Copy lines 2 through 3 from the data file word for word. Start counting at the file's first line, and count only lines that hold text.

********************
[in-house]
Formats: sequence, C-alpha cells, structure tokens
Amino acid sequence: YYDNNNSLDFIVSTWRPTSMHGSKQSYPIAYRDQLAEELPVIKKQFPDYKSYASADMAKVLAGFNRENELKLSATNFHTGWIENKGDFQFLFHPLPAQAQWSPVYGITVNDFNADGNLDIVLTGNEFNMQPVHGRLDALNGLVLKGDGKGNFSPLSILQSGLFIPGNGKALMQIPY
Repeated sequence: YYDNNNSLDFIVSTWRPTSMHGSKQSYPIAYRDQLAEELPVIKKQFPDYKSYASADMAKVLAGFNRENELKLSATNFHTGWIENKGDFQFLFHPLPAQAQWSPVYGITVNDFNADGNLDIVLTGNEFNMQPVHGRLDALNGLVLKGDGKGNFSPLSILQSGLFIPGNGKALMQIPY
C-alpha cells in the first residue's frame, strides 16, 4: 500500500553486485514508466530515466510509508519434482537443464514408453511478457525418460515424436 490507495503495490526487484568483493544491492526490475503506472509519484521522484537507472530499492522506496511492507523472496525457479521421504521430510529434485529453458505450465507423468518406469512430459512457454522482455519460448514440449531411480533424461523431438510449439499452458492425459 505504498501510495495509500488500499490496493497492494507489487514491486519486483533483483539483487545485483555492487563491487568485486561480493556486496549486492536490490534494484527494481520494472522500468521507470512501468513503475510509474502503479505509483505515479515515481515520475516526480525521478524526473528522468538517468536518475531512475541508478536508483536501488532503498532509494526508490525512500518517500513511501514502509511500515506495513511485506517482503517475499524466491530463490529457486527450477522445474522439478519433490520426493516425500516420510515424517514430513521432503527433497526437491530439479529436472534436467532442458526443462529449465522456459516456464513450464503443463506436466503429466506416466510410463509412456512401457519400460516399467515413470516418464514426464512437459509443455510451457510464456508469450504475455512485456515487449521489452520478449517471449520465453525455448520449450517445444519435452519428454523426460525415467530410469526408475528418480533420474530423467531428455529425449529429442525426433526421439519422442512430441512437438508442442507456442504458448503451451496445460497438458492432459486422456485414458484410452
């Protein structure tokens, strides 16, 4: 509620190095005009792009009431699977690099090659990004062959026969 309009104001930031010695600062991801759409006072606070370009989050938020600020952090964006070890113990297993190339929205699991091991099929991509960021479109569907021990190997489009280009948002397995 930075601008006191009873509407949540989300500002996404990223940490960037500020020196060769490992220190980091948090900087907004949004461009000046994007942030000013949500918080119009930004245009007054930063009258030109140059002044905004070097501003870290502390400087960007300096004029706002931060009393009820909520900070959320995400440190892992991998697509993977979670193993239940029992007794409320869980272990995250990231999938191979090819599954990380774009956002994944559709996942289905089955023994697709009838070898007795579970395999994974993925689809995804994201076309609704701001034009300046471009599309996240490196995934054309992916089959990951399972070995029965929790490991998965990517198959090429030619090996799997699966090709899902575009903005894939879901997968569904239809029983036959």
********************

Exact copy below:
Formats: sequence, C-alpha cells, structure tokens
Amino acid sequence: YYDNNNSLDFIVSTWRPTSMHGSKQSYPIAYRDQLAEELPVIKKQFPDYKSYASADMAKVLAGFNRENELKLSATNFHTGWIENKGDFQFLFHPLPAQAQWSPVYGITVNDFNADGNLDIVLTGNEFNMQPVHGRLDALNGLVLKGDGKGNFSPLSILQSGLFIPGNGKALMQIPY